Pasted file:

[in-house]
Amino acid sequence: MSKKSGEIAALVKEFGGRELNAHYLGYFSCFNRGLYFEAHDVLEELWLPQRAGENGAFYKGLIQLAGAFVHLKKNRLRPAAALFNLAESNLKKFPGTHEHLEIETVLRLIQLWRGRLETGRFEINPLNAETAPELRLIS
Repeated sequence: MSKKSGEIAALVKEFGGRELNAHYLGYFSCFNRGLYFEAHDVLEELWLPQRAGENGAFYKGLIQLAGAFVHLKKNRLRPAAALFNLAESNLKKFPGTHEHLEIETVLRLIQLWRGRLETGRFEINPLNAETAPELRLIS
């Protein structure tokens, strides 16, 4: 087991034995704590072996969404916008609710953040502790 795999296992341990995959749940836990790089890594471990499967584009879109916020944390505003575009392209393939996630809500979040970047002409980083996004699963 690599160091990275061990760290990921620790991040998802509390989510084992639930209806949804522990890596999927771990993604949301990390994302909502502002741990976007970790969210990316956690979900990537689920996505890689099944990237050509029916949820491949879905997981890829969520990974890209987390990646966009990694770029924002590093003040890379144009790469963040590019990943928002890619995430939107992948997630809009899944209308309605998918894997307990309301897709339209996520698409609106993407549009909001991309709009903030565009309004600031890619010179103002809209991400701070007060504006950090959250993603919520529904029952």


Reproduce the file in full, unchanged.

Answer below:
[in-house]
Amino acid sequence: MSKKSGEIAALVKEFGGRELNAHYLGYFSCFNRGLYFEAHDVLEELWLPQRAGENGAFYKGLIQLAGAFVHLKKNRLRPAAALFNLAESNLKKFPGTHEHLEIETVLRLIQLWRGRLETGRFEINPLNAETAPELRLIS
Repeated sequence: MSKKSGEIAALVKEFGGRELNAHYLGYFSCFNRGLYFEAHDVLEELWLPQRAGENGAFYKGLIQLAGAFVHLKKNRLRPAAALFNLAESNLKKFPGTHEHLEIETVLRLIQLWRGRLETGRFEINPLNAETAPELRLIS
């Protein structure tokens, strides 16, 4: 087991034995704590072996969404916008609710953040502790 795999296992341990995959749940836990790089890594471990499967584009879109916020944390505003575009392209393939996630809500979040970047002409980083996004699963 690599160091990275061990760290990921620790991040998802509390989510084992639930209806949804522990890596999927771990993604949301990390994302909502502002741990976007970790969210990316956690979900990537689920996505890689099944990237050509029916949820491949879905997981890829969520990974890209987390990646966009990694770029924002590093003040890379144009790469963040590019990943928002890619995430939107992948997630809009899944209308309605998918894997307990309301897709339209996520698409609106993407549009909001991309709009903030565009309004600031890619010179103002809209991400701070007060504006950090959250993603919520529904029952």